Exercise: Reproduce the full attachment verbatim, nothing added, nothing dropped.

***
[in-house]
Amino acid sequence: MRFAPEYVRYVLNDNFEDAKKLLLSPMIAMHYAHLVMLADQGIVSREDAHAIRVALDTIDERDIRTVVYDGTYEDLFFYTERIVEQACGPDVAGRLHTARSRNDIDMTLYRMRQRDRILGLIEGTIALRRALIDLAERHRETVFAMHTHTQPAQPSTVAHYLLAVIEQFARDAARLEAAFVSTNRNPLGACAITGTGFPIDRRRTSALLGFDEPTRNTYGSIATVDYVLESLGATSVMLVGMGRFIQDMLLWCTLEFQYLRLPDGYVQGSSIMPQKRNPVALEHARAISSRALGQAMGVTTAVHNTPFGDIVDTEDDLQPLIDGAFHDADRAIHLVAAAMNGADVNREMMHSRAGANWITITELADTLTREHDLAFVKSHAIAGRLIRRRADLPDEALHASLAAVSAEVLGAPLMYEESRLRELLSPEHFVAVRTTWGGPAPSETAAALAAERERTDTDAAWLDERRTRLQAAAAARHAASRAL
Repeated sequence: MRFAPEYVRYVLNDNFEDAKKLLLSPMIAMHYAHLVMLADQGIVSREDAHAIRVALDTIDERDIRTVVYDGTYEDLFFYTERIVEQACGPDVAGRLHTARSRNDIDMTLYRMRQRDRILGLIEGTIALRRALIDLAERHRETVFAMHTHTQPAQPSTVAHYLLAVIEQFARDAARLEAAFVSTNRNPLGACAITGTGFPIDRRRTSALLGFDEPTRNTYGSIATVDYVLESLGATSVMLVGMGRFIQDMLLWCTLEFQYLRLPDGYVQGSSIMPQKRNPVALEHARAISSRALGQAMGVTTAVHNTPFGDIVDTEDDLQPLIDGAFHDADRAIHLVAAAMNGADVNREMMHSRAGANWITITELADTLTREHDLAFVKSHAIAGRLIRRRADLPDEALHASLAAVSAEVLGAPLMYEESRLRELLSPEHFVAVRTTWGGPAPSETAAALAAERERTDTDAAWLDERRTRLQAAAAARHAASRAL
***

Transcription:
[in-house]
Amino acid sequence: MRFAPEYVRYVLNDNFEDAKKLLLSPMIAMHYAHLVMLADQGIVSREDAHAIRVALDTIDERDIRTVVYDGTYEDLFFYTERIVEQACGPDVAGRLHTARSRNDIDMTLYRMRQRDRILGLIEGTIALRRALIDLAERHRETVFAMHTHTQPAQPSTVAHYLLAVIEQFARDAARLEAAFVSTNRNPLGACAITGTGFPIDRRRTSALLGFDEPTRNTYGSIATVDYVLESLGATSVMLVGMGRFIQDMLLWCTLEFQYLRLPDGYVQGSSIMPQKRNPVALEHARAISSRALGQAMGVTTAVHNTPFGDIVDTEDDLQPLIDGAFHDADRAIHLVAAAMNGADVNREMMHSRAGANWITITELADTLTREHDLAFVKSHAIAGRLIRRRADLPDEALHASLAAVSAEVLGAPLMYEESRLRELLSPEHFVAVRTTWGGPAPSETAAALAAERERTDTDAAWLDERRTRLQAAAAARHAASRAL
Repeated sequence: MRFAPEYVRYVLNDNFEDAKKLLLSPMIAMHYAHLVMLADQGIVSREDAHAIRVALDTIDERDIRTVVYDGTYEDLFFYTERIVEQACGPDVAGRLHTARSRNDIDMTLYRMRQRDRILGLIEGTIALRRALIDLAERHRETVFAMHTHTQPAQPSTVAHYLLAVIEQFARDAARLEAAFVSTNRNPLGACAITGTGFPIDRRRTSALLGFDEPTRNTYGSIATVDYVLESLGATSVMLVGMGRFIQDMLLWCTLEFQYLRLPDGYVQGSSIMPQKRNPVALEHARAISSRALGQAMGVTTAVHNTPFGDIVDTEDDLQPLIDGAFHDADRAIHLVAAAMNGADVNREMMHSRAGANWITITELADTLTREHDLAFVKSHAIAGRLIRRRADLPDEALHASLAAVSAEVLGAPLMYEESRLRELLSPEHFVAVRTTWGGPAPSETAAALAAERERTDTDAAWLDERRTRLQAAAAARHAASRAL